You don’t have to have depression, anxiety, BPD, PTSD or any other diagnosis to practice good mental health. In today’s world, full of its unique pressures, self care and looking after ourselves is important. Having an awareness of our mental health is crucially important to its upkeep. Many of you may do this without thinking, others might need a little push.
As I am someone who often needs that little push, for the month of May I have decided to pinpoint five ways I can take control and help myself to put in place good mental health practices. I hope I can always come back to these six when times are hard, and find small ways to break downward thought spirals or motivate myself to look after myself.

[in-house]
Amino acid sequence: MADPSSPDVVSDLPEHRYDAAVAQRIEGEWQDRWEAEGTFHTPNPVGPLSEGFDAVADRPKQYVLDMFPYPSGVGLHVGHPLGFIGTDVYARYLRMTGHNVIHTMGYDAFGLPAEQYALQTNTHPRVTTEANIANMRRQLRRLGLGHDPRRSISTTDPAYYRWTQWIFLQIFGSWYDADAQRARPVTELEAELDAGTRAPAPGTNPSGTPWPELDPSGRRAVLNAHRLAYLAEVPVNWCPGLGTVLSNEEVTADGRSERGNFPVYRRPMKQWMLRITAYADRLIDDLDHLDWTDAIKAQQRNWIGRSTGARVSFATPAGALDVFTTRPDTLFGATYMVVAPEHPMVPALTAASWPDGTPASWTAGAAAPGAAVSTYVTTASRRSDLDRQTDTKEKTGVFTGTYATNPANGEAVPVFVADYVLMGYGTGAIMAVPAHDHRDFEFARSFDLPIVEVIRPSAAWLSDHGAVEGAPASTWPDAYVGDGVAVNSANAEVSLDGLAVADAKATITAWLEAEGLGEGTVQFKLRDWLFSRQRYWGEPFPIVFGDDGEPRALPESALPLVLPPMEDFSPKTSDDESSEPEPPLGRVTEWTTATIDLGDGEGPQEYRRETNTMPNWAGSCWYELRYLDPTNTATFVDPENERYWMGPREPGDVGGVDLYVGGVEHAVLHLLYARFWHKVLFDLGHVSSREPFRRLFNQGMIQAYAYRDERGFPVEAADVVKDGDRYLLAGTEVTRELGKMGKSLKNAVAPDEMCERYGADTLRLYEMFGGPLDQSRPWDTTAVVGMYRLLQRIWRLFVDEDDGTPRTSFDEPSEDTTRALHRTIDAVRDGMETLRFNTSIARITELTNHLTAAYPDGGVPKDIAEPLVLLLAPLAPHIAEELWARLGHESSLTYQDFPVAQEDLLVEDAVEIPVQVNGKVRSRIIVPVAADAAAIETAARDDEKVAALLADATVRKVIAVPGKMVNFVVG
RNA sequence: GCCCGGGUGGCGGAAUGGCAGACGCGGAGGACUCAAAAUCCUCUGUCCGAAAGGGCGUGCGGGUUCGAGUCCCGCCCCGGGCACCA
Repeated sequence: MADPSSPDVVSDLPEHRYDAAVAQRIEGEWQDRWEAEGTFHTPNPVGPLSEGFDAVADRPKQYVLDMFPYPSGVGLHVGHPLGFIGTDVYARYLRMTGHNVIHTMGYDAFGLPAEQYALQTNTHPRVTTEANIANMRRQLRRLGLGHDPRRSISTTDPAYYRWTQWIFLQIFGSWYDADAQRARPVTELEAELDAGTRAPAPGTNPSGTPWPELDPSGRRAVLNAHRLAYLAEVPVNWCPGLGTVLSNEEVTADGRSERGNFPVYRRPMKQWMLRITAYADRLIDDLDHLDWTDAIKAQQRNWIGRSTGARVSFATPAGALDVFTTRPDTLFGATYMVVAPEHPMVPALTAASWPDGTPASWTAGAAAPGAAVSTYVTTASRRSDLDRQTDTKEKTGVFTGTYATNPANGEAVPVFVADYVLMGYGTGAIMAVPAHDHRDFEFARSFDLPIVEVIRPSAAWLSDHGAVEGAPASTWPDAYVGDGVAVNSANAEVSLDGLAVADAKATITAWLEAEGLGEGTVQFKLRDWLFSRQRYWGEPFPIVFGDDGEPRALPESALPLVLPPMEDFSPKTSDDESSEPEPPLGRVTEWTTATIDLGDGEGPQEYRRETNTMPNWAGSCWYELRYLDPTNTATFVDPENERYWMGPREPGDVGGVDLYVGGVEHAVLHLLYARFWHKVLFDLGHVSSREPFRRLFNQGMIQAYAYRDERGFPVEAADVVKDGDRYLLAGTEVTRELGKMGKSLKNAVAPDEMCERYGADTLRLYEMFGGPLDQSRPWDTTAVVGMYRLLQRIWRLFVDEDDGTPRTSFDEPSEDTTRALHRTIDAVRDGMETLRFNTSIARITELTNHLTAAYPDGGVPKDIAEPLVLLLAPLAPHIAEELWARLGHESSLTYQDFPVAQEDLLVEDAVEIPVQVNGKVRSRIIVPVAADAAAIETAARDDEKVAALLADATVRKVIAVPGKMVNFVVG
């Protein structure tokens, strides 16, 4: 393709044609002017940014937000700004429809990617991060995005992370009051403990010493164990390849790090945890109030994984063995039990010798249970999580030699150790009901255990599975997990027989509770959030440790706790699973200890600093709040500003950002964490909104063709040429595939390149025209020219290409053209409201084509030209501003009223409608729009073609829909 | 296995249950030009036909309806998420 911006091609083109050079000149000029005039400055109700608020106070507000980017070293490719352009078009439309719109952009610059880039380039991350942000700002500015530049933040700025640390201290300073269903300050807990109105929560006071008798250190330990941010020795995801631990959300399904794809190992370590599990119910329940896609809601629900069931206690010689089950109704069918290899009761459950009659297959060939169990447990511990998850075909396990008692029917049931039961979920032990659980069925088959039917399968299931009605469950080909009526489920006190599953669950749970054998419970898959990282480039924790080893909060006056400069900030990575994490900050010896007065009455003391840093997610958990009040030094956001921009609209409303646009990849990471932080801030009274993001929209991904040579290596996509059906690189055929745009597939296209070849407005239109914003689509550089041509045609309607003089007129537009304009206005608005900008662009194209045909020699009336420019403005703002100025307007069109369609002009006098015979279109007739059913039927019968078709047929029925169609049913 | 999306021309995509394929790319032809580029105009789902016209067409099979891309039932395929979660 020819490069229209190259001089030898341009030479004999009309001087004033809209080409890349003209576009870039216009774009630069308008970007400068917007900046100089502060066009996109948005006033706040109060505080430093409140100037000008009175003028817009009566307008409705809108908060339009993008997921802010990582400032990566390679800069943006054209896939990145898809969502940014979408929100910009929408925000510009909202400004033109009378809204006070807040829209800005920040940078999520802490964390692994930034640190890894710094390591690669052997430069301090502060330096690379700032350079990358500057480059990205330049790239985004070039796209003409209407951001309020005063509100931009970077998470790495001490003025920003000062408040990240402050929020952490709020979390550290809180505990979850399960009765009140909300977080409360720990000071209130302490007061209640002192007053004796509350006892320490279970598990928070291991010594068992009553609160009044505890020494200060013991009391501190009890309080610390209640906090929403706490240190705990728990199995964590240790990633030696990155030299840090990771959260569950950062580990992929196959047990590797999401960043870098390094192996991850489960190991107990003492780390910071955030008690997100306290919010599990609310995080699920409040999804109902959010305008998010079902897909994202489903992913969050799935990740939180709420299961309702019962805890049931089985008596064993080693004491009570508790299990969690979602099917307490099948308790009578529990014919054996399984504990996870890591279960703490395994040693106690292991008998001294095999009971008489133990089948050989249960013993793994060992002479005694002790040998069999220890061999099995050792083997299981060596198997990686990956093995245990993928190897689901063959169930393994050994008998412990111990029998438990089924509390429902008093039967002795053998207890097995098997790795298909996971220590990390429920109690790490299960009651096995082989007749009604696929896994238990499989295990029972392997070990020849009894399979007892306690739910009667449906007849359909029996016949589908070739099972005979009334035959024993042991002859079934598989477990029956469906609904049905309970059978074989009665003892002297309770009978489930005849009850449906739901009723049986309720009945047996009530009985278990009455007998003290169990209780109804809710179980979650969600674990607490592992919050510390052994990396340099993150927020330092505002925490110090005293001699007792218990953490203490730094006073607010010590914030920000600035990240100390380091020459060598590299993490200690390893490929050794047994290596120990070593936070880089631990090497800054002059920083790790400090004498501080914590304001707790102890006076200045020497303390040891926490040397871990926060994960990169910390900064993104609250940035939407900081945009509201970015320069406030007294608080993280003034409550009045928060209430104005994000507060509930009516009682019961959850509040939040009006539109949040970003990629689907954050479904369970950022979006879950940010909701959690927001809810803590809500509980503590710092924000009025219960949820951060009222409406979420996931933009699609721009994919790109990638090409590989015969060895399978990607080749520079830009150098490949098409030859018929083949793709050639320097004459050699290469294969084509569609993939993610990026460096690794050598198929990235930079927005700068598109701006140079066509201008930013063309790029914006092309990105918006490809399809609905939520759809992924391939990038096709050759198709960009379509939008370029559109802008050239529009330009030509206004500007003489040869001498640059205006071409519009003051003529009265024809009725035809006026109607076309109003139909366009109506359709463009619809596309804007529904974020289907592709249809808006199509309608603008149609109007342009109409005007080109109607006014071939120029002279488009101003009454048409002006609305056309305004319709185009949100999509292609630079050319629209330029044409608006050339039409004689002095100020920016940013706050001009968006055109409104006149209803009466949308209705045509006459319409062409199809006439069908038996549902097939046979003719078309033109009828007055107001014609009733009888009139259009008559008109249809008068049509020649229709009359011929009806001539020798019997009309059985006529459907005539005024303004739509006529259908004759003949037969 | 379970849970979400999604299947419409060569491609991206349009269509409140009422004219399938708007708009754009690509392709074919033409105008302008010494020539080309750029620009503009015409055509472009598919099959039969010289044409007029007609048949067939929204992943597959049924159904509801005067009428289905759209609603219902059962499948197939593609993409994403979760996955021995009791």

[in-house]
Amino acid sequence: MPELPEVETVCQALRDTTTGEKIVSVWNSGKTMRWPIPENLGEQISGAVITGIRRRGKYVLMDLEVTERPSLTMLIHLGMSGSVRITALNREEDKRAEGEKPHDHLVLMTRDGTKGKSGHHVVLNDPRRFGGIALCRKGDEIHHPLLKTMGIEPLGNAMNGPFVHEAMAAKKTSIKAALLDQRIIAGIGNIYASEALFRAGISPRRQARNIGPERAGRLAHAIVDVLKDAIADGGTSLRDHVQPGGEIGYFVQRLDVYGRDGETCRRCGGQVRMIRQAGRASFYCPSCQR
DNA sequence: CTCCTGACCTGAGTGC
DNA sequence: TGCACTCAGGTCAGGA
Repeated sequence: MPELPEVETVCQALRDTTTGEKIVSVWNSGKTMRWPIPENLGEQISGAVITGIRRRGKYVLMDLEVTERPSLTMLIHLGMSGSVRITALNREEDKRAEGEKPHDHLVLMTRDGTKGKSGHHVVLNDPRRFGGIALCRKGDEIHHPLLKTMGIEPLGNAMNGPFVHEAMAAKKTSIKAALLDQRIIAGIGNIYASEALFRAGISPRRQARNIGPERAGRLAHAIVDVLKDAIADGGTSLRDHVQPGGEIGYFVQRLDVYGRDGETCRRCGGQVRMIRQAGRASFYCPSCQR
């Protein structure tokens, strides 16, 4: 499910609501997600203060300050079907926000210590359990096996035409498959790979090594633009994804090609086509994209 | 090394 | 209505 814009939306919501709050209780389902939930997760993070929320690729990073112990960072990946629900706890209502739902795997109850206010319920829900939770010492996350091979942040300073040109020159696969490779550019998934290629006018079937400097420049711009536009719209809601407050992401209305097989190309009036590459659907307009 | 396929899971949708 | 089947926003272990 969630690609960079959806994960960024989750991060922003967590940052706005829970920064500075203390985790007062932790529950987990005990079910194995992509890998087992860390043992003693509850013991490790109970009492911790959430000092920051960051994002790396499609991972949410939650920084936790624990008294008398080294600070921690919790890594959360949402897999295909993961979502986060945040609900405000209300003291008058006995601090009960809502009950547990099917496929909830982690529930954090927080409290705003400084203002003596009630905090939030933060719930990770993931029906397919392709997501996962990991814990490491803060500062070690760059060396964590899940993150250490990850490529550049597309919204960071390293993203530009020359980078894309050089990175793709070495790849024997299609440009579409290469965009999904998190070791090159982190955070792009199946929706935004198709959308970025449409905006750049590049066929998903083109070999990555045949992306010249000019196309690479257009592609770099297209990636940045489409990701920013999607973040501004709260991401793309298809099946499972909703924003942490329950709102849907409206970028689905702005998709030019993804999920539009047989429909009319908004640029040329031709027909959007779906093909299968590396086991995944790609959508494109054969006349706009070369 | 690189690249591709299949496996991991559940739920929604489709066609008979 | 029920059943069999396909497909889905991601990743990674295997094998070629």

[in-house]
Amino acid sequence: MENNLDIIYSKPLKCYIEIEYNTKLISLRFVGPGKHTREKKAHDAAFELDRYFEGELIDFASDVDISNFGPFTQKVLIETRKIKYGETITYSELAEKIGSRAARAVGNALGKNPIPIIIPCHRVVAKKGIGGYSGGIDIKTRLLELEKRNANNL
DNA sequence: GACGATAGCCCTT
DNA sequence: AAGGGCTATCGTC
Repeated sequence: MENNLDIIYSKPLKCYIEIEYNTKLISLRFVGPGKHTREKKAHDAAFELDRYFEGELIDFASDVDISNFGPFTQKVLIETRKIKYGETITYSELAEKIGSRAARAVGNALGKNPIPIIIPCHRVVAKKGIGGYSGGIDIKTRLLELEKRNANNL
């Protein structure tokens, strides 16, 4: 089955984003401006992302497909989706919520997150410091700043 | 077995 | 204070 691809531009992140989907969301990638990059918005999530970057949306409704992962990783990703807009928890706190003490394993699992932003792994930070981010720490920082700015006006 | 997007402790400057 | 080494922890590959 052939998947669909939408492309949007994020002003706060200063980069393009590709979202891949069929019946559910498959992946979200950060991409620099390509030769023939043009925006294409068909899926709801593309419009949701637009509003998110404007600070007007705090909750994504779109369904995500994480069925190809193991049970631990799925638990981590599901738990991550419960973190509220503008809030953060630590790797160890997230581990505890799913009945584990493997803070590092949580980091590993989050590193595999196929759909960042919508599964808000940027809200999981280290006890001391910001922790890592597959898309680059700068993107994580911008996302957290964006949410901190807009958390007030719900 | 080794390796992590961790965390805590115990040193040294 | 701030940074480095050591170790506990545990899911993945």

Prioritise Myself (and stop feeling guilty for it!)
I am hoping to take lots of opportunities for self care this month, and to stop feeling pressured to please others. Hopefully, being aware of my own needs, and being able to assert self in attending to them, will enable me to feel more balanced- and I hope I can stop feeling guilty for spending time with and for myself. I spent years being really very social, desperate to please people and constantly worried about how others thought of and saw me, and I completely neglected myself. I do think this may have been the reason for a lot of complications with my mental health that I have experienced since. I think investing in myself would have been so helpful back then, and although I can’t go back in time and alter my behaviour, I can learn from these experiences.